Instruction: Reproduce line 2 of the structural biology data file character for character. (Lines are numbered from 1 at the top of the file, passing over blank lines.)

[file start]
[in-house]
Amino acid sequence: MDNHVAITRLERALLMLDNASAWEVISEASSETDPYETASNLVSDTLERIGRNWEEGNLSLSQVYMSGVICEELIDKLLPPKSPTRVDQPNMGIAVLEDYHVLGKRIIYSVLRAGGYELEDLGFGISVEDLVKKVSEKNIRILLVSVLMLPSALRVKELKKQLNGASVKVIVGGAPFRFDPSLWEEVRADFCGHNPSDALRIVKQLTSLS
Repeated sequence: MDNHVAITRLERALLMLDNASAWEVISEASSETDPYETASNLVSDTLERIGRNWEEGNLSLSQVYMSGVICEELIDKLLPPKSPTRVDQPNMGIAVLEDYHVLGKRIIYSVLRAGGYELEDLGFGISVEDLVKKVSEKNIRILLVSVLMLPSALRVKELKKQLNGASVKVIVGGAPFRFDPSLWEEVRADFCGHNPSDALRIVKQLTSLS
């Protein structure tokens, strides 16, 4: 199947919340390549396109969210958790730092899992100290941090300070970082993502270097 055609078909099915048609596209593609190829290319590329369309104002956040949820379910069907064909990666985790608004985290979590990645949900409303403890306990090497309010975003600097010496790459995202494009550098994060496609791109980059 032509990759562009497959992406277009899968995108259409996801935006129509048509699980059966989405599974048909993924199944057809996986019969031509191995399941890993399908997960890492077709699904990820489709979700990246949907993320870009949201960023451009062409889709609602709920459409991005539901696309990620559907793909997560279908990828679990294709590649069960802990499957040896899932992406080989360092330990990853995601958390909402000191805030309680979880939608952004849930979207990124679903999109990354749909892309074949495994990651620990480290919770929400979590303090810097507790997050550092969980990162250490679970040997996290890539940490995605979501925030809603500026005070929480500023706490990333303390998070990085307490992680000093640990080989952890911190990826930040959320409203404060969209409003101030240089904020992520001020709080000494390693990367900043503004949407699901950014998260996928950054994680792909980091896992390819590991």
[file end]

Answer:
Amino acid sequence: MDNHVAITRLERALLMLDNASAWEVISEASSETDPYETASNLVSDTLERIGRNWEEGNLSLSQVYMSGVICEELIDKLLPPKSPTRVDQPNMGIAVLEDYHVLGKRIIYSVLRAGGYELEDLGFGISVEDLVKKVSEKNIRILLVSVLMLPSALRVKELKKQLNGASVKVIVGGAPFRFDPSLWEEVRADFCGHNPSDALRIVKQLTSLS